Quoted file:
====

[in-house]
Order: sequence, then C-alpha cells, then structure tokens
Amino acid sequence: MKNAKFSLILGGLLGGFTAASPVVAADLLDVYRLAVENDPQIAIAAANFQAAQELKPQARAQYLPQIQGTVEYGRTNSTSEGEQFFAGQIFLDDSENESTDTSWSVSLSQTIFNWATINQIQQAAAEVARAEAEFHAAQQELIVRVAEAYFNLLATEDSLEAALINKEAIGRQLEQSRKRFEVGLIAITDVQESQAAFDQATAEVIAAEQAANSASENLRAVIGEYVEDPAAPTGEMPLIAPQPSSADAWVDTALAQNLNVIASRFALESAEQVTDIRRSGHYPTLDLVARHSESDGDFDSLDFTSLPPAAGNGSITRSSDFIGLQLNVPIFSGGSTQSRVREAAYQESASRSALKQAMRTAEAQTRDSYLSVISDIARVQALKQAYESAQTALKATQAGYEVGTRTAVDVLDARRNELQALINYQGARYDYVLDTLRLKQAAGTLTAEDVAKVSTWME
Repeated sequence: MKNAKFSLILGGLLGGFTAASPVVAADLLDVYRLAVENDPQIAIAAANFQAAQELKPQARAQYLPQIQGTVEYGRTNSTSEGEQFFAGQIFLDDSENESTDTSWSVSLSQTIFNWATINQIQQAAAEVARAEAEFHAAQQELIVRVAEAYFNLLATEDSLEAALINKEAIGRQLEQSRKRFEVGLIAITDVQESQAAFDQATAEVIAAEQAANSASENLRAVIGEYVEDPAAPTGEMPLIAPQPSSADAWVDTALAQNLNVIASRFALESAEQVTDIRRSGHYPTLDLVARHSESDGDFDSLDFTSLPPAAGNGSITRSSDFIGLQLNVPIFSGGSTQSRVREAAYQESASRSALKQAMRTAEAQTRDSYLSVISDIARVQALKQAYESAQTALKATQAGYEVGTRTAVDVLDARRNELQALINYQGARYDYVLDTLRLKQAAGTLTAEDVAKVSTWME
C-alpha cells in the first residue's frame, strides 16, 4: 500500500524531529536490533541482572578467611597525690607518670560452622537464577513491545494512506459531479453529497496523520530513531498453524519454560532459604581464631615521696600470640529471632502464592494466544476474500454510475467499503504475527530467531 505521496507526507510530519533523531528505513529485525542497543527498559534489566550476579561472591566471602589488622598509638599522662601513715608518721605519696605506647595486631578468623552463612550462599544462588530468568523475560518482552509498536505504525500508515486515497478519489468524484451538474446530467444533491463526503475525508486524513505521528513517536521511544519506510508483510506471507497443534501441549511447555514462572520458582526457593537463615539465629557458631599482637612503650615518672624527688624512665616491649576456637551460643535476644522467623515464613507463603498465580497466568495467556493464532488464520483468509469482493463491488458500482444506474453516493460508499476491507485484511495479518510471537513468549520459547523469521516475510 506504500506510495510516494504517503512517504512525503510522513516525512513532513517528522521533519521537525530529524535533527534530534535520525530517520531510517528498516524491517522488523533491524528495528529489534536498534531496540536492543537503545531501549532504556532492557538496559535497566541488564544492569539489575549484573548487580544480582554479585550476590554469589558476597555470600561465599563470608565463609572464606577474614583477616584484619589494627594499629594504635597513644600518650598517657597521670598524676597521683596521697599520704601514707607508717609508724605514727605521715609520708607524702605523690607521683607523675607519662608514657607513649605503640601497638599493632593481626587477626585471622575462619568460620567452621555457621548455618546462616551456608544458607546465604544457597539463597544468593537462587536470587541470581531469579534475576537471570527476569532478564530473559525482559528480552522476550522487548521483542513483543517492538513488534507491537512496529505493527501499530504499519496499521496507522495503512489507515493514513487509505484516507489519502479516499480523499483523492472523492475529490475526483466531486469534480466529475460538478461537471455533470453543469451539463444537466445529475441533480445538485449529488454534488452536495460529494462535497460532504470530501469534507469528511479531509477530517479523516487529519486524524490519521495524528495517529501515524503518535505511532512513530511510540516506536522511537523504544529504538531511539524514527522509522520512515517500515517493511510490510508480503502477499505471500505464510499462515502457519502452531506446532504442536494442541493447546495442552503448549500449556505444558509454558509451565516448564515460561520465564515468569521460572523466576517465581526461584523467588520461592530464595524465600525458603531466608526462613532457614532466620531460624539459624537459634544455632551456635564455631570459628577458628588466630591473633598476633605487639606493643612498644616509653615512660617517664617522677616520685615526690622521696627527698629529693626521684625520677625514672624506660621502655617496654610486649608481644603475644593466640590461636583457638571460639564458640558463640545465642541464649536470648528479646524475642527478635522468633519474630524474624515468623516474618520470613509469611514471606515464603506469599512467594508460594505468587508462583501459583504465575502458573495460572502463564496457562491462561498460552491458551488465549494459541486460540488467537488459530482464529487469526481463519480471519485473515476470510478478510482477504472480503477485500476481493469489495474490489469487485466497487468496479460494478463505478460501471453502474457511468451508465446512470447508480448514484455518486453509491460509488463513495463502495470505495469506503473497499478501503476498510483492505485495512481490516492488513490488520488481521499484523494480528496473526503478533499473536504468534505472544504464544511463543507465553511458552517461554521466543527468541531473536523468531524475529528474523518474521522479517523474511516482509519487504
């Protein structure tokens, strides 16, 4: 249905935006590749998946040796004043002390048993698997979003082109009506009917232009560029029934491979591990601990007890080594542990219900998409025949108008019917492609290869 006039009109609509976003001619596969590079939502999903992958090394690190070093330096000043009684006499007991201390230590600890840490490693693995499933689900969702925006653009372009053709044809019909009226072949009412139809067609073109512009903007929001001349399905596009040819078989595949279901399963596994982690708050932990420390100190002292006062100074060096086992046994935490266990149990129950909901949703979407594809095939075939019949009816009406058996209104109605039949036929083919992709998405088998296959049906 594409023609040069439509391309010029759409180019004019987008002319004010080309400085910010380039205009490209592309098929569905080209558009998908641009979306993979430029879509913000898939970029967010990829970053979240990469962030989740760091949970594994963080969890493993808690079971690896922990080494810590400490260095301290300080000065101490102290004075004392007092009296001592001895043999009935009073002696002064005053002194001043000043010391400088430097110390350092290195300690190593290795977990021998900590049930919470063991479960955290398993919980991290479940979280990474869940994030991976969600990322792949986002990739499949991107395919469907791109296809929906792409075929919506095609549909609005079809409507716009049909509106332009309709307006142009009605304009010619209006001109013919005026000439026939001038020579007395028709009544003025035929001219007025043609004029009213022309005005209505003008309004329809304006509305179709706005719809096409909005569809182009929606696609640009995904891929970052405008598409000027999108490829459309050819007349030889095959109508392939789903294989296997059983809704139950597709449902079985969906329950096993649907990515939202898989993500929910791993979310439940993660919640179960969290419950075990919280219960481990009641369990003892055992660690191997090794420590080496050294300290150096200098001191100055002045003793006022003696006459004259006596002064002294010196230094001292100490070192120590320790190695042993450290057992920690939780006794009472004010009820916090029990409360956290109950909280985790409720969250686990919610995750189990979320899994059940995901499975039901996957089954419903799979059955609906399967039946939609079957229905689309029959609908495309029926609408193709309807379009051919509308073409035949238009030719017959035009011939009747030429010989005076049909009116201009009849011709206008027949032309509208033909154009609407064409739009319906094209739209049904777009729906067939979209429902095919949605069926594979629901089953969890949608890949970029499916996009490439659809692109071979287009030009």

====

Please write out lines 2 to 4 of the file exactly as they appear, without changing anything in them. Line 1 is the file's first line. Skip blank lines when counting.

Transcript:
Order: sequence, then C-alpha cells, then structure tokens
Amino acid sequence: MKNAKFSLILGGLLGGFTAASPVVAADLLDVYRLAVENDPQIAIAAANFQAAQELKPQARAQYLPQIQGTVEYGRTNSTSEGEQFFAGQIFLDDSENESTDTSWSVSLSQTIFNWATINQIQQAAAEVARAEAEFHAAQQELIVRVAEAYFNLLATEDSLEAALINKEAIGRQLEQSRKRFEVGLIAITDVQESQAAFDQATAEVIAAEQAANSASENLRAVIGEYVEDPAAPTGEMPLIAPQPSSADAWVDTALAQNLNVIASRFALESAEQVTDIRRSGHYPTLDLVARHSESDGDFDSLDFTSLPPAAGNGSITRSSDFIGLQLNVPIFSGGSTQSRVREAAYQESASRSALKQAMRTAEAQTRDSYLSVISDIARVQALKQAYESAQTALKATQAGYEVGTRTAVDVLDARRNELQALINYQGARYDYVLDTLRLKQAAGTLTAEDVAKVSTWME
Repeated sequence: MKNAKFSLILGGLLGGFTAASPVVAADLLDVYRLAVENDPQIAIAAANFQAAQELKPQARAQYLPQIQGTVEYGRTNSTSEGEQFFAGQIFLDDSENESTDTSWSVSLSQTIFNWATINQIQQAAAEVARAEAEFHAAQQELIVRVAEAYFNLLATEDSLEAALINKEAIGRQLEQSRKRFEVGLIAITDVQESQAAFDQATAEVIAAEQAANSASENLRAVIGEYVEDPAAPTGEMPLIAPQPSSADAWVDTALAQNLNVIASRFALESAEQVTDIRRSGHYPTLDLVARHSESDGDFDSLDFTSLPPAAGNGSITRSSDFIGLQLNVPIFSGGSTQSRVREAAYQESASRSALKQAMRTAEAQTRDSYLSVISDIARVQALKQAYESAQTALKATQAGYEVGTRTAVDVLDARRNELQALINYQGARYDYVLDTLRLKQAAGTLTAEDVAKVSTWME